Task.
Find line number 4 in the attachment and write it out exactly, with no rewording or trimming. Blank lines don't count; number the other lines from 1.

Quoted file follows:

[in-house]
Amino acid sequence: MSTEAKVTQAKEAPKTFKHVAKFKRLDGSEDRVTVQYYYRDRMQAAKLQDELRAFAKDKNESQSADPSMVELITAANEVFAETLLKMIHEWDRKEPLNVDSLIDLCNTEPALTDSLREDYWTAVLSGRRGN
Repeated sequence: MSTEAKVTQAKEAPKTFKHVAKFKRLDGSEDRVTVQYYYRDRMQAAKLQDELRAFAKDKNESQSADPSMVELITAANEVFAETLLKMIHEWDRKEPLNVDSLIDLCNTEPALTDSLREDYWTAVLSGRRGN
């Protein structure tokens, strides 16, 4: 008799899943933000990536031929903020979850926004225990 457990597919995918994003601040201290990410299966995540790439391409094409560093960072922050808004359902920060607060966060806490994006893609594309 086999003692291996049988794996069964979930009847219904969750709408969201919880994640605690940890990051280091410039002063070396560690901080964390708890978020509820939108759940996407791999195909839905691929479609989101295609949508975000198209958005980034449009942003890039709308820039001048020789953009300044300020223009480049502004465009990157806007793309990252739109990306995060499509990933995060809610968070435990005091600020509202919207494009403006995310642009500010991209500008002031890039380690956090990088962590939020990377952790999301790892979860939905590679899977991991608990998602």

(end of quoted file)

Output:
């Protein structure tokens, strides 16, 4: 008799899943933000990536031929903020979850926004225990 457990597919995918994003601040201290990410299966995540790439391409094409560093960072922050808004359902920060607060966060806490994006893609594309 086999003692291996049988794996069964979930009847219904969750709408969201919880994640605690940890990051280091410039002063070396560690901080964390708890978020509820939108759940996407791999195909839905691929479609989101295609949508975000198209958005980034449009942003890039709308820039001048020789953009300044300020223009480049502004465009990157806007793309990252739109990306995060499509990933995060809610968070435990005091600020509202919207494009403006995310642009500010991209500008002031890039380690956090990088962590939020990377952790999301790892979860939905590679899977991991608990998602």